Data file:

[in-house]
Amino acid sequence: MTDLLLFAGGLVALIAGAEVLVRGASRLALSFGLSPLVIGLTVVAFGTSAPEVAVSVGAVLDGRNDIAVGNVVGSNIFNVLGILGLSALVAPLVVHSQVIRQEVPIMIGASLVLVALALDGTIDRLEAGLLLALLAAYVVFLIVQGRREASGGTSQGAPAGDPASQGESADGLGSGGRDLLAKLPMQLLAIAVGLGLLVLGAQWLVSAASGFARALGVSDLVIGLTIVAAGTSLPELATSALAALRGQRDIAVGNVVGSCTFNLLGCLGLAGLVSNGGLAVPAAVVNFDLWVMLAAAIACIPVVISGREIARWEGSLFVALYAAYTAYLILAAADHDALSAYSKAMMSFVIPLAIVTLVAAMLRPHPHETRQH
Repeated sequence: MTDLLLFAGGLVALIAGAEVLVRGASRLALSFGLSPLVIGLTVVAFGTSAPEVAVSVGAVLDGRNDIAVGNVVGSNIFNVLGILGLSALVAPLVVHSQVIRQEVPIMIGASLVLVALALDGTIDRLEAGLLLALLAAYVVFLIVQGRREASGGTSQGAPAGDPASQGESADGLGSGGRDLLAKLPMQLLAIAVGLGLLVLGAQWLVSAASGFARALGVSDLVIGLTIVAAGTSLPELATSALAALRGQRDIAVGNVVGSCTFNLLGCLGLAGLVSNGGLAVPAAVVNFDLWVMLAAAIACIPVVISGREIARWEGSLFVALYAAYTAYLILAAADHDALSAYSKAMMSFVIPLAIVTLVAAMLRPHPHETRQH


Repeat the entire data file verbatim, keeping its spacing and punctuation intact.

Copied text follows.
[in-house]
Amino acid sequence: MTDLLLFAGGLVALIAGAEVLVRGASRLALSFGLSPLVIGLTVVAFGTSAPEVAVSVGAVLDGRNDIAVGNVVGSNIFNVLGILGLSALVAPLVVHSQVIRQEVPIMIGASLVLVALALDGTIDRLEAGLLLALLAAYVVFLIVQGRREASGGTSQGAPAGDPASQGESADGLGSGGRDLLAKLPMQLLAIAVGLGLLVLGAQWLVSAASGFARALGVSDLVIGLTIVAAGTSLPELATSALAALRGQRDIAVGNVVGSCTFNLLGCLGLAGLVSNGGLAVPAAVVNFDLWVMLAAAIACIPVVISGREIARWEGSLFVALYAAYTAYLILAAADHDALSAYSKAMMSFVIPLAIVTLVAAMLRPHPHETRQH
Repeated sequence: MTDLLLFAGGLVALIAGAEVLVRGASRLALSFGLSPLVIGLTVVAFGTSAPEVAVSVGAVLDGRNDIAVGNVVGSNIFNVLGILGLSALVAPLVVHSQVIRQEVPIMIGASLVLVALALDGTIDRLEAGLLLALLAAYVVFLIVQGRREASGGTSQGAPAGDPASQGESADGLGSGGRDLLAKLPMQLLAIAVGLGLLVLGAQWLVSAASGFARALGVSDLVIGLTIVAAGTSLPELATSALAALRGQRDIAVGNVVGSCTFNLLGCLGLAGLVSNGGLAVPAAVVNFDLWVMLAAAIACIPVVISGREIARWEGSLFVALYAAYTAYLILAAADHDALSAYSKAMMSFVIPLAIVTLVAAMLRPHPHETRQH